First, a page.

The Rancho Santa Fe Association’s Committee on the Natural Environment (CONE) met June 1 and addressed the drought and the trickle-down effect on the community.
The Santa Fe Irrigation District went to Level Three mandatory drought restrictions for residential customers recently, but there is still some confusion about the steps people need to take to cut back. How does the district’s 36 percent reduction apply to the homeowner? What if homeowners have already installed an efficient drip irrigation system — are they still limited to only 10 minutes twice a week? How do homeowners know how much water they are using?
According to SFID Manager Mike Bardin, every homeowner will receive a very detailed mailer this week. A district-wide town hall meeting is slated possibly for June 24, and the CONE committee discussed holding a town hall meeting specifically for Covenant residents at the end of June or early July.
“Everybody understands how serious the drought is, but what they need to understand is the details on how to really tackle it,” said Philip Wilkinson, RSF Association board member and member of the CONE committee.
At the Association’s May 7 meeting, the board discussed forming a water task force with the irrigation district, but it does not appear that the task force will happen. Instead, Bardin hopes to continue educational outreach efforts with the Association and CONE.
On May 21, the district committed to cut its total water use by 36 percent by February 2016 and entered into Level Three mandatory water use restrictions that customers are supposed to follow starting June 1.
The district also established water “allocations” for the first time since 1923. Residents will be given a base allowance of water and penalized if they use more than their allotment, starting in September 2015.
Bardin said the district has plenty of up-to-date, useful information at sfidwater.org. Customers can set up an online account and track water usage, compare their usage numbers from previous years and use a calculator to help identify where to improve overall household water efficiency.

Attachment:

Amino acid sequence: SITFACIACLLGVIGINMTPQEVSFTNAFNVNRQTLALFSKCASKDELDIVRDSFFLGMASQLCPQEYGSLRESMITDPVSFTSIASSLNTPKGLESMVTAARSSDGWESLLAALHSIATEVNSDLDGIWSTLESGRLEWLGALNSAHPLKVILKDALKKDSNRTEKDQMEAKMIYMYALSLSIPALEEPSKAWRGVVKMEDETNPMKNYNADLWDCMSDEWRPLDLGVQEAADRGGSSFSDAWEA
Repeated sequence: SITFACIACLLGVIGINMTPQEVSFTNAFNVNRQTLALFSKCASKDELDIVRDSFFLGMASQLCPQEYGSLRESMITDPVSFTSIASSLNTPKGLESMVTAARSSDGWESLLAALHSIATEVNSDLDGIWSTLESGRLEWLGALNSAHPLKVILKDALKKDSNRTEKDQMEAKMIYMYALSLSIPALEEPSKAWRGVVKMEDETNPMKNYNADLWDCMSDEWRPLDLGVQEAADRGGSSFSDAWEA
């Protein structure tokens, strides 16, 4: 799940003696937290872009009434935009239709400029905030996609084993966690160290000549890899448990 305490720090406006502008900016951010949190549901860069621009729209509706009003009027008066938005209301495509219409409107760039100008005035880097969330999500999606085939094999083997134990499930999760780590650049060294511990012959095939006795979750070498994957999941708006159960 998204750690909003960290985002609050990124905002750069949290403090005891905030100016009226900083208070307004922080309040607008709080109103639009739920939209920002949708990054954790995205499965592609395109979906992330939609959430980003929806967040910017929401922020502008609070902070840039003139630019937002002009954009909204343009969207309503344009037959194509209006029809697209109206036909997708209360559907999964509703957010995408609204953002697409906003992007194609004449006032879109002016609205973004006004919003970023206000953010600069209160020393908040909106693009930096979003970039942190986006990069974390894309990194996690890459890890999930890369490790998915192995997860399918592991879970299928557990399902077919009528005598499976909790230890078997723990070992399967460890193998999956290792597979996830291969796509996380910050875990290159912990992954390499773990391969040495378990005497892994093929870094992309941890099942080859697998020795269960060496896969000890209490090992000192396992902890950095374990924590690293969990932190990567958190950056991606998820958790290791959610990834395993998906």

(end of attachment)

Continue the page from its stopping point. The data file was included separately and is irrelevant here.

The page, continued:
People can also schedule a free water savings check-up.
CONE members proposed that in addition to expert information on landscaping, conservation and water use, the town hall meeting could include a step-by-step tutorial for less tech-savvy residents on how to set up an account on the website.
RSF Association Manager Bill Overton said task force or not, the Association is doing its part to cut back, including working with the irrigation district to develop a plan to use reclaimed water on the golf course. Overton said they will have brown fields and lawns, and fewer flowers, and have raised the budget for tree removal. A new Association communications manager will start work on July 1, expected to help get information out to homeowners on what they can do to conserve.
The CONE committee also urged that any cost of a reclaimed water project be made known to members, as the Association looks at spending funds on projects like the pool and health club and broadband connectivity.
Overton said the goal is to have everything be connected and for members to be well-informed.
CONE co-founder Anne Feighner McCarthy said many homeowners have had their yards and gardens done by landscapers and may not actually know what they are dealing with on their properties until they get “down and dirty” and really take a look at every sprinkler station and the water waste.
It’s a learning process, she said, and a valuable one. Once September hits and homeowners start to be fined for overuse, they will really understand what it means.
Level Three restrictions:
• Irrigation is limited to two days a week. Addresses that end in an odd number are to water Sunday and Thursday, addresses ending with an even number on Saturday and Wednesday, and apartments and condos on Monday and Friday.
• Irrigate landscape before 8 a.m. or after 6 p.m. on assigned days.
• Limit watering to no more than 10 minutes per watering station. This provision does not apply to water-efficient devices such as weather-based controllers, drop/micro-irrigation systems and stream rotor sprinklers.
• Use hand-held hoses equipped with shut-off nozzles, or buckets, to water landscaped areas not irrigated by systems.
• Watering of livestock is permitted any time.
• Stop operating ornamental fountains or water features unless recycled water is used.
• Wash vehicles only at a commercial car wash that re-circulates water on-site.
• Customers can apply for variances if they cannot follow the restrictions.
Tips to conserve inside the home:
• Turn off the faucet while you brush teeth, shave or scrub a dish.
• Trim a minute or two off your shower and collect water for plants while water is warming up.
• Program dishwasher to skip the pre-rinse and extra rinse cycles.
• Wash only full loads of laundry.
• Check for leaks on faucets and toilets. Become familiar with reading your water meter, as it can be a valuable tool to detect leaks. Visit the residential conservation tab on sfidwater.org to learn how.